The next morning (the 4.30am balloon morning) I woke up before everyone else and made my way to the toilets. After putting my clothes on, I started to walk back to my tent and as I did, a hyena crossed my path and stopped. Like… 10 meters away. A proper, legit hyena. Now – they don’t really tell you what to do if you meet a hyena. So I stood completely still and wondered if I should be worried or not and after about 5 seconds, decided I probably should, but that moving was also probably a stupid idea.

The hyena sauntered across my path, glanced at me and moved swiftly on. So, there you go my friends – if you meet a hyena, treat them much like the dinosaurs in Jurassic Park and don’t move. Worked for me, so assuming it’s sound advice.

LOVE: Tinder is only really used in big cities across Africa. However, I was set up on a date thanks to the ‘African version of Tinder’ – that is, the radio system the safari guides use to communicate with each other.

Basically, I saw this guy at the Ngorongoro Crater campsite and decided he was hot and looked like Donald Glover (a.k.a Childish Gambino). Had his swagger and dressed a little like him too. The next morning when we were on safari in the crater, I spotted him and realised he was a safari driver and I told my group about my little crush. Then, things spiralled.

It was basically like the most embarrassing high-school set up ever, but taking place in a crater on safari. My group were not only looking for wildlife, but every bloody vehicle that went past was surveyed in case he was in it. It didn’t take long for the driver of my 4×4 to get wind of my crush, and I told him that the guy is hot and looks like a celebrity.

Long story short, my driver RADIOED ALL THE DRIVERS IN THE CRATER and found the guy I had a crush on and then RADIOED HIM DIRECTLY and got him to meet us at a mini-lake in the crater. Of course, their entire conversation was in Swahili so I had no idea what this driver was rocking up to the lake expecting. Super awkward doesn’t cover it.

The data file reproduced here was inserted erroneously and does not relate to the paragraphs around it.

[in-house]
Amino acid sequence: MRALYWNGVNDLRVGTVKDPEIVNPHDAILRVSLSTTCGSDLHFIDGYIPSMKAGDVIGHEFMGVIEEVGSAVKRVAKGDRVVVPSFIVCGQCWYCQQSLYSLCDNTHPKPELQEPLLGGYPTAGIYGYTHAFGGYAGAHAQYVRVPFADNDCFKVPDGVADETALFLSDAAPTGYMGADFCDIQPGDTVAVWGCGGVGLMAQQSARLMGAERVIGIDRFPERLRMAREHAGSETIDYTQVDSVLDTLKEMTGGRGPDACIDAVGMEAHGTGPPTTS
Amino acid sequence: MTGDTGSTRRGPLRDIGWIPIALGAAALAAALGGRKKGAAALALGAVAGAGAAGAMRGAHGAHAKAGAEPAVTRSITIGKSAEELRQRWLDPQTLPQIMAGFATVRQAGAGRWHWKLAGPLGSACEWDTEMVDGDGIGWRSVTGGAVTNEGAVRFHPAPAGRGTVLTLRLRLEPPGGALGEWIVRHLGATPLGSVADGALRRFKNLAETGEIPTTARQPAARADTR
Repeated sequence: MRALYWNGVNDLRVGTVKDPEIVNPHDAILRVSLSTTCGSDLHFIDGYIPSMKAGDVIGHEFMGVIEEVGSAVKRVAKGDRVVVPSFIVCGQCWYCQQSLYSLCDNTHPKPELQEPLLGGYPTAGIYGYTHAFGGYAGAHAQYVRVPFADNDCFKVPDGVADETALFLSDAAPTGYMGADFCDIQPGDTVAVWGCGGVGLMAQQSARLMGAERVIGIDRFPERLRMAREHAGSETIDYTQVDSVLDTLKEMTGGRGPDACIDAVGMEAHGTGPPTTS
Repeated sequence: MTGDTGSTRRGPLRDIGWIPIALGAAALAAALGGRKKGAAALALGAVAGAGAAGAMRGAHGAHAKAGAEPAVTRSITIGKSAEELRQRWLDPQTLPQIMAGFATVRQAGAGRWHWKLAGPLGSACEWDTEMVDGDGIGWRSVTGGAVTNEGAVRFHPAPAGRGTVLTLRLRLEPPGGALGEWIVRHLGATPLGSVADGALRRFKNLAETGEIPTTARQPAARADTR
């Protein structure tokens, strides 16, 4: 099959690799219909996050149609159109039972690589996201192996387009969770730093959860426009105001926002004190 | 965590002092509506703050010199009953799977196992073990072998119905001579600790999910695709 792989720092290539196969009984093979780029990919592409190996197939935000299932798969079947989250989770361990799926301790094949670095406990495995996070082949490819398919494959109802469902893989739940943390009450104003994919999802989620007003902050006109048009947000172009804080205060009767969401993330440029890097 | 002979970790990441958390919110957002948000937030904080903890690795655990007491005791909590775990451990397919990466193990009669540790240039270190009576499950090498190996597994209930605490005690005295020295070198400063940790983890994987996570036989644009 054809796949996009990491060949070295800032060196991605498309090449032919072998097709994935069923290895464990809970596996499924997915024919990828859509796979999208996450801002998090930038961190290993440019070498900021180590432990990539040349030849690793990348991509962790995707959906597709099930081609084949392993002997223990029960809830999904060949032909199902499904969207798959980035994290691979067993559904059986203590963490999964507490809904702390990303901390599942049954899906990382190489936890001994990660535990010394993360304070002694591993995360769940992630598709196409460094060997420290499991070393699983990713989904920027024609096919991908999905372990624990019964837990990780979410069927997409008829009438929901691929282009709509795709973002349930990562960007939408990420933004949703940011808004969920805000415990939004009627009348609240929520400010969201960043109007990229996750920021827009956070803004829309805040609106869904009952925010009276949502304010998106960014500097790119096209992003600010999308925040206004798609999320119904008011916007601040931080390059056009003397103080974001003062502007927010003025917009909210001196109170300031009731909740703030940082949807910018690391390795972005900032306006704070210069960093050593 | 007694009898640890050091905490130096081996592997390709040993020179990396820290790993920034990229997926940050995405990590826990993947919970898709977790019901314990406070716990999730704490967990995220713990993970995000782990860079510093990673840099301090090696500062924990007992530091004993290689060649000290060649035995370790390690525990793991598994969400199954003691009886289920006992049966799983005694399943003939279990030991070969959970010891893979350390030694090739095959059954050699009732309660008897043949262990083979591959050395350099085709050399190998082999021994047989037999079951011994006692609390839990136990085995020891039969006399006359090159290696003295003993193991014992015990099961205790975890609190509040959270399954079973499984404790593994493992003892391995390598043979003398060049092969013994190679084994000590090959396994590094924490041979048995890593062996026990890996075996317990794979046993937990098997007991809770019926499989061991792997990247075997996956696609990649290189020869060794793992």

When he arrived I turned the sass on and pretended this is a totally normal way to meet people. Their first thing he asked was if he could see a photo of the celebrity he looks like (fml). I showed him, he agreed and then we chatted a bit more. Kim, my tour leader then invited him out with us that evening and gave him her number, and mine, so he could get in touch. She also took the above photo where I look like I’m playing it cool but I COULD NOT HAVE BEEN LESS COOL.

So there you have it. African Tinder. (In case you’re wondering what went on with the guy he tried to skip coming on a night out with me and my friends and just tried to take me straight back to his place. I didn’t go and he spent the 2 weeks after I came home Whatsapping me photos of lions he saw on Safari. Which was actually quite sweet, bless him.)

Zanzibar: Stone Town
Final stop on my tour of East Africa is Zanzibar. From Arusha we headed to Arusha airport (mainland Tanzania) and the airport was one of the cutest little airports I’ve ever seen. It was even smaller than Zimbabwe’s Victoria Falls airport (and that’s saying something…) and then I saw the plane.


The plane we took to Zanzibar was a propeller plane which seated about 20 people and wasn’t big enough to have a hold to put the suitcases in. Everyone’s suitcases were stacked in and outside the one tiny toilet on board, and there was no door to the cockpit… the pilots were just sat in full view. I’m not scared of flying so really enjoyed the experience!